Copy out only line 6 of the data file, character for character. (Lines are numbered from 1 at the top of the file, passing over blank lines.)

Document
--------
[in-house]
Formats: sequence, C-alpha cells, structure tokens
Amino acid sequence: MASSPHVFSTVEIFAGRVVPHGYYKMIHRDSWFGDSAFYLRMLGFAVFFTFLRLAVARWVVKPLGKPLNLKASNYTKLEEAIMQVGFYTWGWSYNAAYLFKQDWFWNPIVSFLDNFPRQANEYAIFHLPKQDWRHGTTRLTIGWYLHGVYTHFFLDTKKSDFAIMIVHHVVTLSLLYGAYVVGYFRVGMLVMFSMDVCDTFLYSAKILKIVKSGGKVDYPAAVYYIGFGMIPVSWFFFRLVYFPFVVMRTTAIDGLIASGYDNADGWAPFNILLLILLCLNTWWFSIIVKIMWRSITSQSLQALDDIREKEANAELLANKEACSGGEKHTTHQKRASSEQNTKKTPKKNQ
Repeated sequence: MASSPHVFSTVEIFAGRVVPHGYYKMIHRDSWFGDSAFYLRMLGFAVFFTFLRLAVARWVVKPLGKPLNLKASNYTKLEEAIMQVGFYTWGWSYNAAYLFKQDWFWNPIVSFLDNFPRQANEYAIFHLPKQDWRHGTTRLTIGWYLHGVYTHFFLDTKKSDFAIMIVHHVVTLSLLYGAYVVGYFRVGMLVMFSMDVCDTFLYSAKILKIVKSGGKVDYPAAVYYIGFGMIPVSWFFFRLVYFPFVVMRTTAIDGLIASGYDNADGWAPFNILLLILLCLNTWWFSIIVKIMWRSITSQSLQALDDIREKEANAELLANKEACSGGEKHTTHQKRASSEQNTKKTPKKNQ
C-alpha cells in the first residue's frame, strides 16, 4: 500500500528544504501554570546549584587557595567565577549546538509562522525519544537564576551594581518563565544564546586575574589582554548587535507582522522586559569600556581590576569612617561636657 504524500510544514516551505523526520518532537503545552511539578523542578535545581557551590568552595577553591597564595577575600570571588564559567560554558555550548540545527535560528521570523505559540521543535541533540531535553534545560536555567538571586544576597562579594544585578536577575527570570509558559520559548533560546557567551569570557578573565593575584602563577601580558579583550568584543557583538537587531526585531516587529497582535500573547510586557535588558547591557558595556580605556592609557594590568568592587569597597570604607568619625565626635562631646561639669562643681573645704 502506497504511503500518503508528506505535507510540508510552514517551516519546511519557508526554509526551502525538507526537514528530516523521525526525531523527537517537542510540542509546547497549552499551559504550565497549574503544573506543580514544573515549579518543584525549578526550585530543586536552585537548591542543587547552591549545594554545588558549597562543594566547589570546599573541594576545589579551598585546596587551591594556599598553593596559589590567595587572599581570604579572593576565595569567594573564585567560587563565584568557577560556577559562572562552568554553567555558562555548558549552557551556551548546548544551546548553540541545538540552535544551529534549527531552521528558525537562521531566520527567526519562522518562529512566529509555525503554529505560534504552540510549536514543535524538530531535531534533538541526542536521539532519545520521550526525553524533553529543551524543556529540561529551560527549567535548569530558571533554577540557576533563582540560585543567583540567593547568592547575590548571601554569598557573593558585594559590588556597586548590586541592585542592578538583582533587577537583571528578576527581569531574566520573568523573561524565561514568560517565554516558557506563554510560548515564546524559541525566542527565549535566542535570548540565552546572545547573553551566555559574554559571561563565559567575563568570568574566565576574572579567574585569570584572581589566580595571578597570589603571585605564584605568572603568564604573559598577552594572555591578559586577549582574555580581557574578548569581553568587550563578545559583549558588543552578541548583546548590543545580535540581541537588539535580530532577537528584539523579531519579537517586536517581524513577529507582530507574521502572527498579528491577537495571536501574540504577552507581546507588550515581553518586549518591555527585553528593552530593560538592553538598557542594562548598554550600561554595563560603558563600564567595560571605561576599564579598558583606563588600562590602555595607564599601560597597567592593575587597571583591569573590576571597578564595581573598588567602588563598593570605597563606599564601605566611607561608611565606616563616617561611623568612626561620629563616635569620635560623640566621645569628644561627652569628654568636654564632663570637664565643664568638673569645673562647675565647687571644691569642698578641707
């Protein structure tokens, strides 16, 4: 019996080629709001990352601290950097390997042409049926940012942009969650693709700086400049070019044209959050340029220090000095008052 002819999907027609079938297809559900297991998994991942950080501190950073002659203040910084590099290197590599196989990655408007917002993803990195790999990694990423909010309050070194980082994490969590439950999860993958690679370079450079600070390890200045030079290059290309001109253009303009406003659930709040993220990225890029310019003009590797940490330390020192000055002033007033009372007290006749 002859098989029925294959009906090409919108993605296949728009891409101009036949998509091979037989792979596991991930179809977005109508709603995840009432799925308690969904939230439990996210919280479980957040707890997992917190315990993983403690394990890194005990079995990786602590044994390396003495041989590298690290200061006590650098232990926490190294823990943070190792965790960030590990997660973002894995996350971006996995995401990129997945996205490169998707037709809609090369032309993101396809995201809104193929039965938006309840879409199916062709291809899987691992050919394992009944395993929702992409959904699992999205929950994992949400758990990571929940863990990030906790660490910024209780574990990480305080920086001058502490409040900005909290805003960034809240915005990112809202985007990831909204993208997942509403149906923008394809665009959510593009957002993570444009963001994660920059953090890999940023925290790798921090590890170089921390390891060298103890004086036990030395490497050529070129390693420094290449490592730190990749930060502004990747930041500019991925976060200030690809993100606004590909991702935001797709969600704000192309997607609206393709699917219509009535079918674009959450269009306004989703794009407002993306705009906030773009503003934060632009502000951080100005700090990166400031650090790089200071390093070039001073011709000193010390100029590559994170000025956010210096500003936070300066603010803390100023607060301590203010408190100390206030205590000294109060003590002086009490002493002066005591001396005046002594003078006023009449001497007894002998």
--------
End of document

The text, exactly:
């Protein structure tokens, strides 16, 4: 019996080629709001990352601290950097390997042409049926940012942009969650693709700086400049070019044209959050340029220090000095008052 002819999907027609079938297809559900297991998994991942950080501190950073002659203040910084590099290197590599196989990655408007917002993803990195790999990694990423909010309050070194980082994490969590439950999860993958690679370079450079600070390890200045030079290059290309001109253009303009406003659930709040993220990225890029310019003009590797940490330390020192000055002033007033009372007290006749 002859098989029925294959009906090409919108993605296949728009891409101009036949998509091979037989792979596991991930179809977005109508709603995840009432799925308690969904939230439990996210919280479980957040707890997992917190315990993983403690394990890194005990079995990786602590044994390396003495041989590298690290200061006590650098232990926490190294823990943070190792965790960030590990997660973002894995996350971006996995995401990129997945996205490169998707037709809609090369032309993101396809995201809104193929039965938006309840879409199916062709291809899987691992050919394992009944395993929702992409959904699992999205929950994992949400758990990571929940863990990030906790660490910024209780574990990480305080920086001058502490409040900005909290805003960034809240915005990112809202985007990831909204993208997942509403149906923008394809665009959510593009957002993570444009963001994660920059953090890999940023925290790798921090590890170089921390390891060298103890004086036990030395490497050529070129390693420094290449490592730190990749930060502004990747930041500019991925976060200030690809993100606004590909991702935001797709969600704000192309997607609206393709699917219509009535079918674009959450269009306004989703794009407002993306705009906030773009503003934060632009502000951080100005700090990166400031650090790089200071390093070039001073011709000193010390100029590559994170000025956010210096500003936070300066603010803390100023607060301590203010408190100390206030205590000294109060003590002086009490002493002066005591001396005046002594003078006023009449001497007894002998």